The School of General Studies is planning to expand its dual-degree program with the City University of Hong Kong next semester.
The dual-degree program with the City University of Hong Kong began as a pilot program for only a few CityU students in 2012-2013, but will be permanently instituted and open to a larger group of students next semester.
Students from CityU matriculate at Columbia in their junior years to complete two undergraduate degrees—one from CityU and one from GS—in mathematics, computer science, or biology. There are currently six students enrolled, but there are plans to eventually enroll about 30 students in total. This program follows in the footsteps of GS's partnership with French University's dual Bachelor of Arts degree program in the social and political sciences.
As of now, the dual-degree program is only a one-way deal for students coming to Columbia from CityU, but GS Vice Dean Curtis Rodgers said that the goal is to develop this into a reciprocal relationship.
“The goal of any partnership like this is to find opportunities for the universities to work together on interesting projects to come up with opportunities for faculty to engage with each other, where students can go both ways if that's possible,” Rodgers said. “But we're not at that stage in the process yet.”
Rodgers, who oversees enrollment management and international partnerships on behalf of the GS dean, recently returned from talks in Hong Kong to officially declare the initiative a full-fledged program.
“CityU in Hong Kong—that partnership—specifically came about because of a sense that the gateway curriculum really mapped well to what we do here at Columbia University,” Rodgers said. “We were able to map the curricula to identify a good program sequence that made sense in terms of how those students would complete two undergraduate programs over the course of four years of enrollment.”
The program started out with the math department and has since expanded to students studying biology and computer science. Administrators plan to expand the program to include economics, psychology, and sociology students in the future.
John Schiffer, GS '15, an applied math major who has taken classes with some of the students, said he thinks that the University's decision to start with the math department was particularly positive because of the universal nature of the subject.
“With a new program, there's always going be some communications barriers but math tends to translate pretty well across borders and across cultures,” Schiffer said.
Mayla Boguslav, GS/JTS '15 and a math major, said that the opportunity to learn among other Columbia students could be really unique for CityU students.
“What's cool about that, even though they are math majors, the courses that they take—the intro courses—are with everyone,” Boguslav said. “So they also get the experience of being in the University and not just their major cohorts.”
Yanyang “Gracie” Chen, a junior in the pilot program, however, anticipates that she will have to complete extra semesters of coursework in order to finish all her general requirements from CityU, Columbia's full Core Curriculum, and her major requirements.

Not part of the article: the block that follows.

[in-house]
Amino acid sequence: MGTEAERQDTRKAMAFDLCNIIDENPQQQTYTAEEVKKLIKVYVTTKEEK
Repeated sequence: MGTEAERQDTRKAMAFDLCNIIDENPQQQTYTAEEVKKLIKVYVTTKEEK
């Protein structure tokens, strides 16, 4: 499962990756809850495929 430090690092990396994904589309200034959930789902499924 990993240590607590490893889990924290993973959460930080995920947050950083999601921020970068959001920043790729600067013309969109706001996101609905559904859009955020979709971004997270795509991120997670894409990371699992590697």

She said that the adjustment has been both challenging and stimulating.
“I'm still adapting to the new language environment, but I do think it helps me a lot to learn the new language,” Chen said. “The students here have a different attitude to studying. ... They'll ask more questions, and that also inspires me to ask more questions and figure out by asking more questions.”
Sicong “Ellen” Mo, also a junior-year participant in the program, said that being in New York City helps her pursue her interest in finance.
“I get a lot more exposure when I am here in New York City. It's definitely a more diversified place,” Mo said. “Being at Columbia there's a lot more opportunities to work with people who actually work on Wall Street at financial institutions.”
GS Dean Peter Awn said that the key to success for the program is constant contact and cooperation with the faculty, and accurate planning to ensure that specific majors are appropriate for incorporation.
“The way we have to manage it with CityU is work department by department to see if the program maps. If it doesn't, we won't do that department, and the faculty have to want to do this,” Awn said. “You have to show respect for departments who may in fact be teaching these students.”
Awn said that GS has a unique identity that allows for these kind of innovative projects.
Rodgers applauded the students coming from CityU and the academic excellence that they will contribute to Columbia's undergraduate experience.
“Being partnered with a school that draws students from Hong Kong, mainland China, all over Asia, really allows us to identify and bring to Columbia students who may not otherwise consider an undergraduate degree program at Columbia,” he said.
“There's no other Ivy League university that has a college like [GS] that recruits people with untraditional backgrounds to mainstream parts of the undergraduate program,” Awn said. “It allows us to create very high-end and really very experimental, cutting-edge international programs.”
Yasemin Akcaguner contributed reporting.
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